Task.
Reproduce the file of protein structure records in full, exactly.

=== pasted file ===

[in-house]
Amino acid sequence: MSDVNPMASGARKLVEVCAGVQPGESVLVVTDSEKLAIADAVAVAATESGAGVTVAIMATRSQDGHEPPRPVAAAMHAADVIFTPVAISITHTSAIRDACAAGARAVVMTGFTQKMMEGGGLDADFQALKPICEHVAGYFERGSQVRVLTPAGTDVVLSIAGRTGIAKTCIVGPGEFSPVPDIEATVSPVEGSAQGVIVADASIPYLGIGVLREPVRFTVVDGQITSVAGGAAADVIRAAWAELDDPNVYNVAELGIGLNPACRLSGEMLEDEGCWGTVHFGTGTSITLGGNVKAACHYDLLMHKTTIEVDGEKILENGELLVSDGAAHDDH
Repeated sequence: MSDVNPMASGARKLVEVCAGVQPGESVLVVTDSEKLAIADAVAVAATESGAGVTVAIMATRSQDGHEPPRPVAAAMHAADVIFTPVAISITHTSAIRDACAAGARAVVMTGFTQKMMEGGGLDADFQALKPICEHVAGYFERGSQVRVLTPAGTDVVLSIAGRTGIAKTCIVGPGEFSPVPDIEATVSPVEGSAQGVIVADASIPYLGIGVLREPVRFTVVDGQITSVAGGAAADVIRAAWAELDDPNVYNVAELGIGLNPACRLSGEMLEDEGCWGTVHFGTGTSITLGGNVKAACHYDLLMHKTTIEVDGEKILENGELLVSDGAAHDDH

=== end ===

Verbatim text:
[in-house]
Amino acid sequence: MSDVNPMASGARKLVEVCAGVQPGESVLVVTDSEKLAIADAVAVAATESGAGVTVAIMATRSQDGHEPPRPVAAAMHAADVIFTPVAISITHTSAIRDACAAGARAVVMTGFTQKMMEGGGLDADFQALKPICEHVAGYFERGSQVRVLTPAGTDVVLSIAGRTGIAKTCIVGPGEFSPVPDIEATVSPVEGSAQGVIVADASIPYLGIGVLREPVRFTVVDGQITSVAGGAAADVIRAAWAELDDPNVYNVAELGIGLNPACRLSGEMLEDEGCWGTVHFGTGTSITLGGNVKAACHYDLLMHKTTIEVDGEKILENGELLVSDGAAHDDH
Repeated sequence: MSDVNPMASGARKLVEVCAGVQPGESVLVVTDSEKLAIADAVAVAATESGAGVTVAIMATRSQDGHEPPRPVAAAMHAADVIFTPVAISITHTSAIRDACAAGARAVVMTGFTQKMMEGGGLDADFQALKPICEHVAGYFERGSQVRVLTPAGTDVVLSIAGRTGIAKTCIVGPGEFSPVPDIEATVSPVEGSAQGVIVADASIPYLGIGVLREPVRFTVVDGQITSVAGGAAADVIRAAWAELDDPNVYNVAELGIGLNPACRLSGEMLEDEGCWGTVHFGTGTSITLGGNVKAACHYDLLMHKTTIEVDGEKILENGELLVSDGAAHDDH